On West Valley Nuclear Waste Facility

Lynda Schneekloth, Sierra Club Niagara Group

The West Valley Nuclear Waste Facility, 30 miles south of Buffalo, has housed radioactive and toxic waste for over 50 years on a site that should never have been allowed to hold any such waste. It would not be permitted today. The plant was built to reprocess nuclear fuel but the endeavor was problematic from the beginning and was closed in 1972 by its owner, Nuclear Fuel Services. The facility was put in place before there were any regulations on siting nuclear waste. It was, and continues to be, seriously unsuited to contain nuclear and hazardous waste.

There have been releases of radioactive material into Cattaraugus Creek, and Seneca land has been contaminated. If there were a release today, increasingly possible due to the intensity of storms caused by climate change, the Great Lakes and drinking water of millions could (would?) be contaminated. West Valley cannot safely contain radioactive and hazardous material. This is why the Sierra Club and other activist groups are demanding a full clean-up of the site and removal of all toxic material.

In the spring of 2018, the Department of Energy (DOE) and NYS Energy Research & Development Authority (NYSERDA) held hearings to prepare for the Supplemental Environmental Impact Statement to determine the final disposition of the waste on site. Hundreds of NY residents, elected officials and indigenous people are demanding that the waste be dug up and removed from this dangerous location. We expect to see the SEIS report from DOE/NYSERDA this spring and will have the opportunity to make further comment.

Waiting for an official document does not, however, mean that there is any rest on the nuclear front. West Valley and nuclear waste sites across the country are facing a series of deregulation moves by the federal government that would exacerbate the already terrifying risk of radioactive exposure. There is the application by Holtec to open a large nuclear waste dump in New Mexico. If approved by the US Nuclear Regulatory Commission (NRC), it would result in tens of thousands of high-level radioactive waste shipments moving across the country to a “temporary permanent storage site.” More will be coming on this matter in a future issue.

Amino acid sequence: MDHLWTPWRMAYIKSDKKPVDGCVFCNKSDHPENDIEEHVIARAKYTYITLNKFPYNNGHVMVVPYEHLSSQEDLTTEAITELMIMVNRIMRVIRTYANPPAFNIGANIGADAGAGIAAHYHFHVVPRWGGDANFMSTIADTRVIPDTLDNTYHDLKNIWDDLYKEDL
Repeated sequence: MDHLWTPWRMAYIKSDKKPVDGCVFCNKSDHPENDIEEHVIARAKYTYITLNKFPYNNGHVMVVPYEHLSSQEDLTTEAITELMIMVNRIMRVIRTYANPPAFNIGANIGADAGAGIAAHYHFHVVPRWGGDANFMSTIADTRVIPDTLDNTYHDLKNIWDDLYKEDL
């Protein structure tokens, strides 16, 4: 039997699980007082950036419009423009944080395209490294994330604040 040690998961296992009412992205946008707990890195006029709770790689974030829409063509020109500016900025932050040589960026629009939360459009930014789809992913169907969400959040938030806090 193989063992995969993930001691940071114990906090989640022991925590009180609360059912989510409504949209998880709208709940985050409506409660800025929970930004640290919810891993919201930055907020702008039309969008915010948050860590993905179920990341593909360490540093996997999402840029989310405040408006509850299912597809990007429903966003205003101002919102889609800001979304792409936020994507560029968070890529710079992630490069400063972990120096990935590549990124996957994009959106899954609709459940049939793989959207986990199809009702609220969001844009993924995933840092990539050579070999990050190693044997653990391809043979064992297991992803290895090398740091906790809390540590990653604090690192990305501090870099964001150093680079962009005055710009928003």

Another deregulatory act is the proposal by the Department of Energy to reclassify High Level Radioactive Waste (HLW) to make it less dangerous simply by changing the definition. The nuclear waste community, NYSERDA and the states of Washington and Oregon, are opposing DOE’s attempt to shift liability for high-level radioactive waste and reinterpret it to be “not high-level radioactive waste.” If approved, this reclassification would remove formerly HLW from the definition and requirements of the Nuclear Waste Policy Act that explicitly requires disposition in a high level waste repository.

If HLW were treated as low-level waste, it would be permissible to leave it buried in shallow trenches or left in decades-old leaking underground tanks (with or without grout) that will contaminate the watersheds. Given the precarious and dangerous situation at West Valley, this is totally unacceptable. A further argument is that West Valley is governed by an act of Congress, the “West Valley Demonstration Project Act of 1980” and the definition of waste is not open to interpretation by the Department of Energy.

The Department of Energy has, in the past, attempted to reduce by fiat the dangers of nuclear waste by (a) renaming it “WIR” (Waste Incidental to Reprocessing), (b) changing concentrations of waste to spread it out through dilution, or (c) even declaring some radioactive waste from nuclear weapon production not radioactive so it can be disposed of in the regular trash or sold to commercial recycling for new consumer/industrial goods. Each time the public has vigorously opposed these moves, and will continue to strongly oppose these attempts. We argue that DOE should reject and withdraw this proposal.

The question must be asked: Why this proposal? What purpose does deregulation serve? One can only assume that the intent is to reduce the responsibility and liability of the government to manage this toxic material. Perhaps this is a muddled response to the fact that no one knows what to do with radioactive material that will be dangerous to life for thousands, even millions of years. What we do know is that it is imperative that we stop producing more waste through nuclear energy and production of weapons.

Those of us who live in Western New York believe that the value of our lives and our homes on the Great Lakes is not subject to reclassification. We want “full clean-up,” even as we acknowledge that no one knows what to do with nuclear waste, and there is no place where it can be safely stored for millennia. Yet we do not consent to being exposed to nuclear waste now; we do not have the right to impose exposure on future generations; we will not expose people elsewhere. In spite of the uncertainty of what to do, all of us, especially through our governmental structures and affiliation with groups like the Sierra Club, are responsible to protect the public, environment and future generations from the exposure of all human-made radioactive waste for as long as it remains a threat.